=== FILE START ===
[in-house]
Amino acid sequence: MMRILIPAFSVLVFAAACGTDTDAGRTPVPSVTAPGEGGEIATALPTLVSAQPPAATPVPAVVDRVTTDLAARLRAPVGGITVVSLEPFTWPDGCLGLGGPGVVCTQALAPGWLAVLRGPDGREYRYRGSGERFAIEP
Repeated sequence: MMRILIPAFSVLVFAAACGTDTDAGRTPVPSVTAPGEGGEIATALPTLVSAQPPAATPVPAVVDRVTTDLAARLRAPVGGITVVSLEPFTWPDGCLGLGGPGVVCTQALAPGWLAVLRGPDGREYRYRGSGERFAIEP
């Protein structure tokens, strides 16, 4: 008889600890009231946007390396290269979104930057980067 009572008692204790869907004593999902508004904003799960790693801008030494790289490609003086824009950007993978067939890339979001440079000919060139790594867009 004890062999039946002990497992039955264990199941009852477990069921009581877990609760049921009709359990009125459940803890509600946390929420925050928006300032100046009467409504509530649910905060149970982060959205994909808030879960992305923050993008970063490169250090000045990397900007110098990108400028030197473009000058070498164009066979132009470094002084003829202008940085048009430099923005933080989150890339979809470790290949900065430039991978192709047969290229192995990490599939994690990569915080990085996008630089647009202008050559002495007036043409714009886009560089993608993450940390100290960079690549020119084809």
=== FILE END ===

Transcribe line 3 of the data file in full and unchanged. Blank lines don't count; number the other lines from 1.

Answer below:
Repeated sequence: MMRILIPAFSVLVFAAACGTDTDAGRTPVPSVTAPGEGGEIATALPTLVSAQPPAATPVPAVVDRVTTDLAARLRAPVGGITVVSLEPFTWPDGCLGLGGPGVVCTQALAPGWLAVLRGPDGREYRYRGSGERFAIEP